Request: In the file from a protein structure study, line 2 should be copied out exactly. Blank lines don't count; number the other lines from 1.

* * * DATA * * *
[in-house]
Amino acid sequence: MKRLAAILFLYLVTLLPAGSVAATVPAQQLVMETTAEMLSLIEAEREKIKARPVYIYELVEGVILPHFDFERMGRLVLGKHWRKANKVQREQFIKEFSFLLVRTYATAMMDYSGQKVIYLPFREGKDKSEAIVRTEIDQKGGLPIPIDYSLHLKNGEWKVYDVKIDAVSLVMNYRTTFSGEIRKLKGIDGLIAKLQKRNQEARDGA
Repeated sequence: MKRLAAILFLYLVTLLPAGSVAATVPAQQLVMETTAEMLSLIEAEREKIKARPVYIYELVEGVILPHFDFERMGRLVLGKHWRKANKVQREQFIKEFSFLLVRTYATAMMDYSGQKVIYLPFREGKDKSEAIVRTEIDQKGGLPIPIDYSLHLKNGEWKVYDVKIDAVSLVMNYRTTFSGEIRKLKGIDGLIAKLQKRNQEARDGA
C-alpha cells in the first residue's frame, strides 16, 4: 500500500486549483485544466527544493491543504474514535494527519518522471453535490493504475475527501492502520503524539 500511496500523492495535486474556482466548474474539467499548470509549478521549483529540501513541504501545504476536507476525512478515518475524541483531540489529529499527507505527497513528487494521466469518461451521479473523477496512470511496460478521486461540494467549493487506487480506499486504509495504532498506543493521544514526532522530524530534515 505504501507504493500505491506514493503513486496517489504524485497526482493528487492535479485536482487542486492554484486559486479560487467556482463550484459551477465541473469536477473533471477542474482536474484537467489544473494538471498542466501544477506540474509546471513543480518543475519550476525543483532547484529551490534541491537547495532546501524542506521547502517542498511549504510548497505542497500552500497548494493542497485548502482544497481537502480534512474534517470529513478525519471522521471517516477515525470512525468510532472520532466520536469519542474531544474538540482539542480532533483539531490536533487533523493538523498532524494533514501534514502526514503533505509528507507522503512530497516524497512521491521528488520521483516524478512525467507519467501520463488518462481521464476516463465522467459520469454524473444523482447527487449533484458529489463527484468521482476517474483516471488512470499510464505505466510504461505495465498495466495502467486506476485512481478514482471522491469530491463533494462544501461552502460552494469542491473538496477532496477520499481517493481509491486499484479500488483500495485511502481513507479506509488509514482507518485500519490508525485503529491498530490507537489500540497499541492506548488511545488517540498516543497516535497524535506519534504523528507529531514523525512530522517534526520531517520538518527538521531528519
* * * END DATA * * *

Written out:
Amino acid sequence: MKRLAAILFLYLVTLLPAGSVAATVPAQQLVMETTAEMLSLIEAEREKIKARPVYIYELVEGVILPHFDFERMGRLVLGKHWRKANKVQREQFIKEFSFLLVRTYATAMMDYSGQKVIYLPFREGKDKSEAIVRTEIDQKGGLPIPIDYSLHLKNGEWKVYDVKIDAVSLVMNYRTTFSGEIRKLKGIDGLIAKLQKRNQEARDGA